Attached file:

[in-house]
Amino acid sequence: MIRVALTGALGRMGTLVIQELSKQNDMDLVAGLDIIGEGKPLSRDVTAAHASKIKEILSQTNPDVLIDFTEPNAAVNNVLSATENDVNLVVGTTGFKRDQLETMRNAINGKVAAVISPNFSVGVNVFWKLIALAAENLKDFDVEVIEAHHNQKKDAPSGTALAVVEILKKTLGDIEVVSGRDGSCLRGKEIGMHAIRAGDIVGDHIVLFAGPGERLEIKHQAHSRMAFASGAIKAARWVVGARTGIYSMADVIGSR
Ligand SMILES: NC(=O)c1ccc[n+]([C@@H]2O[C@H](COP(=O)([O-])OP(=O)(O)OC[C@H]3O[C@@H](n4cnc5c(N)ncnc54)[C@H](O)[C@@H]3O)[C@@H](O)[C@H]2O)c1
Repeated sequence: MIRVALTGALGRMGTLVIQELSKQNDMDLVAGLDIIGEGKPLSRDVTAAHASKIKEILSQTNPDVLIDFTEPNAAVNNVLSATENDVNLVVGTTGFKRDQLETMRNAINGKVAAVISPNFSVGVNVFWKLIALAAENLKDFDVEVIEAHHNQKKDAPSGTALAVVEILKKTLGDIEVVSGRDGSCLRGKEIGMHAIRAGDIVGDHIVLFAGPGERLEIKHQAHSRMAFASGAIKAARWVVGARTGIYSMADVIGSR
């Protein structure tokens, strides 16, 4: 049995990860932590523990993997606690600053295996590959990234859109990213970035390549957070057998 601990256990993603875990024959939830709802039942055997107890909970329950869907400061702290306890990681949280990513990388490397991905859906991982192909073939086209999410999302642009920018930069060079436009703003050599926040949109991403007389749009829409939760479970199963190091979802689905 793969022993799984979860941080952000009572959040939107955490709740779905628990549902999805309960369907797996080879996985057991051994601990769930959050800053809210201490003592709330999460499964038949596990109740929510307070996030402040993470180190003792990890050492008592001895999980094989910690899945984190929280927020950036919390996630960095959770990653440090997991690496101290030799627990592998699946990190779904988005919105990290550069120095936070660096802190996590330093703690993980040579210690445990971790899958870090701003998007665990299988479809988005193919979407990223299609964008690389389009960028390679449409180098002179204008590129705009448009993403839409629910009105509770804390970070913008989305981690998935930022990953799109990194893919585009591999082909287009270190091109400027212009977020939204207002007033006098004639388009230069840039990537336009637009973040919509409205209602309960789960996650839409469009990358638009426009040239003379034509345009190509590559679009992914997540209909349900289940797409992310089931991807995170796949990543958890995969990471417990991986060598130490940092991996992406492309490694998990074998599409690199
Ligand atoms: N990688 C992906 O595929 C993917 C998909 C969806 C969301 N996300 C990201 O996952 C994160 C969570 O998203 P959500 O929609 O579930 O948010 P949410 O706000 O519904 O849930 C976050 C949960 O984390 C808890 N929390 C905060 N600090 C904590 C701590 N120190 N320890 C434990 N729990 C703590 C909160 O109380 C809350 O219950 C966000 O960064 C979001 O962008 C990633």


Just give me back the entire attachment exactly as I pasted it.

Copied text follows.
[in-house]
Amino acid sequence: MIRVALTGALGRMGTLVIQELSKQNDMDLVAGLDIIGEGKPLSRDVTAAHASKIKEILSQTNPDVLIDFTEPNAAVNNVLSATENDVNLVVGTTGFKRDQLETMRNAINGKVAAVISPNFSVGVNVFWKLIALAAENLKDFDVEVIEAHHNQKKDAPSGTALAVVEILKKTLGDIEVVSGRDGSCLRGKEIGMHAIRAGDIVGDHIVLFAGPGERLEIKHQAHSRMAFASGAIKAARWVVGARTGIYSMADVIGSR
Ligand SMILES: NC(=O)c1ccc[n+]([C@@H]2O[C@H](COP(=O)([O-])OP(=O)(O)OC[C@H]3O[C@@H](n4cnc5c(N)ncnc54)[C@H](O)[C@@H]3O)[C@@H](O)[C@H]2O)c1
Repeated sequence: MIRVALTGALGRMGTLVIQELSKQNDMDLVAGLDIIGEGKPLSRDVTAAHASKIKEILSQTNPDVLIDFTEPNAAVNNVLSATENDVNLVVGTTGFKRDQLETMRNAINGKVAAVISPNFSVGVNVFWKLIALAAENLKDFDVEVIEAHHNQKKDAPSGTALAVVEILKKTLGDIEVVSGRDGSCLRGKEIGMHAIRAGDIVGDHIVLFAGPGERLEIKHQAHSRMAFASGAIKAARWVVGARTGIYSMADVIGSR
């Protein structure tokens, strides 16, 4: 049995990860932590523990993997606690600053295996590959990234859109990213970035390549957070057998 601990256990993603875990024959939830709802039942055997107890909970329950869907400061702290306890990681949280990513990388490397991905859906991982192909073939086209999410999302642009920018930069060079436009703003050599926040949109991403007389749009829409939760479970199963190091979802689905 793969022993799984979860941080952000009572959040939107955490709740779905628990549902999805309960369907797996080879996985057991051994601990769930959050800053809210201490003592709330999460499964038949596990109740929510307070996030402040993470180190003792990890050492008592001895999980094989910690899945984190929280927020950036919390996630960095959770990653440090997991690496101290030799627990592998699946990190779904988005919105990290550069120095936070660096802190996590330093703690993980040579210690445990971790899958870090701003998007665990299988479809988005193919979407990223299609964008690389389009960028390679449409180098002179204008590129705009448009993403839409629910009105509770804390970070913008989305981690998935930022990953799109990194893919585009591999082909287009270190091109400027212009977020939204207002007033006098004639388009230069840039990537336009637009973040919509409205209602309960789960996650839409469009990358638009426009040239003379034509345009190509590559679009992914997540209909349900289940797409992310089931991807995170796949990543958890995969990471417990991986060598130490940092991996992406492309490694998990074998599409690199
Ligand atoms: N990688 C992906 O595929 C993917 C998909 C969806 C969301 N996300 C990201 O996952 C994160 C969570 O998203 P959500 O929609 O579930 O948010 P949410 O706000 O519904 O849930 C976050 C949960 O984390 C808890 N929390 C905060 N600090 C904590 C701590 N120190 N320890 C434990 N729990 C703590 C909160 O109380 C809350 O219950 C966000 O960064 C979001 O962008 C990633």